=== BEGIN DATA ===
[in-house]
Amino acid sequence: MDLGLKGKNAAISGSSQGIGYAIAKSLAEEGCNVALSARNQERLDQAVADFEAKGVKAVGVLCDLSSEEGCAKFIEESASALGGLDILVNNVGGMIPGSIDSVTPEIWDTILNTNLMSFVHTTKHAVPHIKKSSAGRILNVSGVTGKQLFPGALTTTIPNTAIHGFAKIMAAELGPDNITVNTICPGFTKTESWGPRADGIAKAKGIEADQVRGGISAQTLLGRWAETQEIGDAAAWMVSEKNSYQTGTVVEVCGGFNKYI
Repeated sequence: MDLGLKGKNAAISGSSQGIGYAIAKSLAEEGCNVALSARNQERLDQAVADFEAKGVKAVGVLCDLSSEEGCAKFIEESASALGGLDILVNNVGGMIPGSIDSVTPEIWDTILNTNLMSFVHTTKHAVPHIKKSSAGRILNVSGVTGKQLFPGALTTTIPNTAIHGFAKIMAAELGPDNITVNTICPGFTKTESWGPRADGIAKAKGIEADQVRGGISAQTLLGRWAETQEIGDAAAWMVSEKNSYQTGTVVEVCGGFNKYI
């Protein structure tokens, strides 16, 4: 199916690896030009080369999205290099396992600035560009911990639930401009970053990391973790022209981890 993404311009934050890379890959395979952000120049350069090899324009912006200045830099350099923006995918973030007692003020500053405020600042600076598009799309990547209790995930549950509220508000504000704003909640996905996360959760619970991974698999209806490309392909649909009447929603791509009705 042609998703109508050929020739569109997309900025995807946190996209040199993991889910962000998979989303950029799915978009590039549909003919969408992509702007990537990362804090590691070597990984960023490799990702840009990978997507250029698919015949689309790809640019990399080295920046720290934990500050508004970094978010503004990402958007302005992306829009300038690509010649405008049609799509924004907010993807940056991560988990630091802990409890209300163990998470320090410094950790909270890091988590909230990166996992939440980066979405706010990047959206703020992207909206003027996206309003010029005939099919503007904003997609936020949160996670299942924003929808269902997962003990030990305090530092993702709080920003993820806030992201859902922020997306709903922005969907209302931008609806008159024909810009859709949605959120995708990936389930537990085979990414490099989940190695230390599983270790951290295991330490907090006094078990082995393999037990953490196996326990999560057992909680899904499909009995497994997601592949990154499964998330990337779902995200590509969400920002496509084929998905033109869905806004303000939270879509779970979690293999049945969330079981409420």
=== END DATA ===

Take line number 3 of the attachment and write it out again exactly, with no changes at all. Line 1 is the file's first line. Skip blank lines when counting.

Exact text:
Repeated sequence: MDLGLKGKNAAISGSSQGIGYAIAKSLAEEGCNVALSARNQERLDQAVADFEAKGVKAVGVLCDLSSEEGCAKFIEESASALGGLDILVNNVGGMIPGSIDSVTPEIWDTILNTNLMSFVHTTKHAVPHIKKSSAGRILNVSGVTGKQLFPGALTTTIPNTAIHGFAKIMAAELGPDNITVNTICPGFTKTESWGPRADGIAKAKGIEADQVRGGISAQTLLGRWAETQEIGDAAAWMVSEKNSYQTGTVVEVCGGFNKYI